## Abstract

The emergence of a proof image is often an important stage in a learner’s construction of a proof. In this paper, we introduce, characterize, and exemplify the notion of proof image. We also investigate how proof images emerge. Our approach starts from the learner’s efforts to construct a justification without (or before) attempting any formal argument, and it focuses on the process by which a complete but not necessarily communicable image of that justification becomes available to the learner and provides explanation with certainty. We consider the interplay between the learner’s intuitive and logical thinking and, using the theoretical framework of Abstraction in Context, we trace the construction of knowledge that results from and enables progress of this interplay. The existence and identification of proof images and the nature of the processes by which they emerge constitute the theoretical contribution of this paper. Its practical value lies in the empirical analyses of these processes and in the potential to apply them to the design of tasks that support students in constructing their own proofs images and proofs. We believe that such processes are likely to considerably enrich students’ mathematical experience.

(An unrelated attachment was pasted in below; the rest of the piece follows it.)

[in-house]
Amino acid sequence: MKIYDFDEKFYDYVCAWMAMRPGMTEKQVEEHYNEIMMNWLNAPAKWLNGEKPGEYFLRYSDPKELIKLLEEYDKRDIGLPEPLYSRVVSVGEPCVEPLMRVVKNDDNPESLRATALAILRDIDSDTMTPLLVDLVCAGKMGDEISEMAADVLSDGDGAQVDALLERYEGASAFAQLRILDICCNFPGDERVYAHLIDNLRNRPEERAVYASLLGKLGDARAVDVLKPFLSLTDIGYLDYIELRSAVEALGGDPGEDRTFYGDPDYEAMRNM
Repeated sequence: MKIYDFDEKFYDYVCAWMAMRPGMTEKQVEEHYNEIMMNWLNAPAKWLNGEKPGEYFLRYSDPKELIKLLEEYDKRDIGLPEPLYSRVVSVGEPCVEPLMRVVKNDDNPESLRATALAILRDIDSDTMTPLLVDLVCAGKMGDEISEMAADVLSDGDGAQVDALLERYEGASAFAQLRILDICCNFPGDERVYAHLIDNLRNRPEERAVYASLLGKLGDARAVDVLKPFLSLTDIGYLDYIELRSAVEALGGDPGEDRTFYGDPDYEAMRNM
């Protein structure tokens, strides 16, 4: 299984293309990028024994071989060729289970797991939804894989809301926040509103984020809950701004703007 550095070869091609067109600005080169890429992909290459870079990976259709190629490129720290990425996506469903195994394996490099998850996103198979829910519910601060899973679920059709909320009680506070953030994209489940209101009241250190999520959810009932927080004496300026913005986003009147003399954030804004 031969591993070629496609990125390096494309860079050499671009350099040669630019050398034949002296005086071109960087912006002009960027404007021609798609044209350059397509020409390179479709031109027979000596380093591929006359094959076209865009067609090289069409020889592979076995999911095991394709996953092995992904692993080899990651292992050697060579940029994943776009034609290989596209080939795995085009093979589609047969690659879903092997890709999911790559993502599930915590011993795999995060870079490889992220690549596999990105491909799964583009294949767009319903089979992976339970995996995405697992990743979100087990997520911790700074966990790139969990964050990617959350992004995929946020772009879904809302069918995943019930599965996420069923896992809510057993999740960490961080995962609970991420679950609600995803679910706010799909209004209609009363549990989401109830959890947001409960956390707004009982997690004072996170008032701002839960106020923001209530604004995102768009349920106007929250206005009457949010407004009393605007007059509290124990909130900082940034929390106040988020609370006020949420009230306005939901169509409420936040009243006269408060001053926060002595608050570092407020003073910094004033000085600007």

## Keywords

Proof image Justification Logical links Intuitive conviction Construction of knowledge Abstraction in Context## Notes

### Acknowledgments

This research was supported by the Israel Science Foundation under grant number 843/09.

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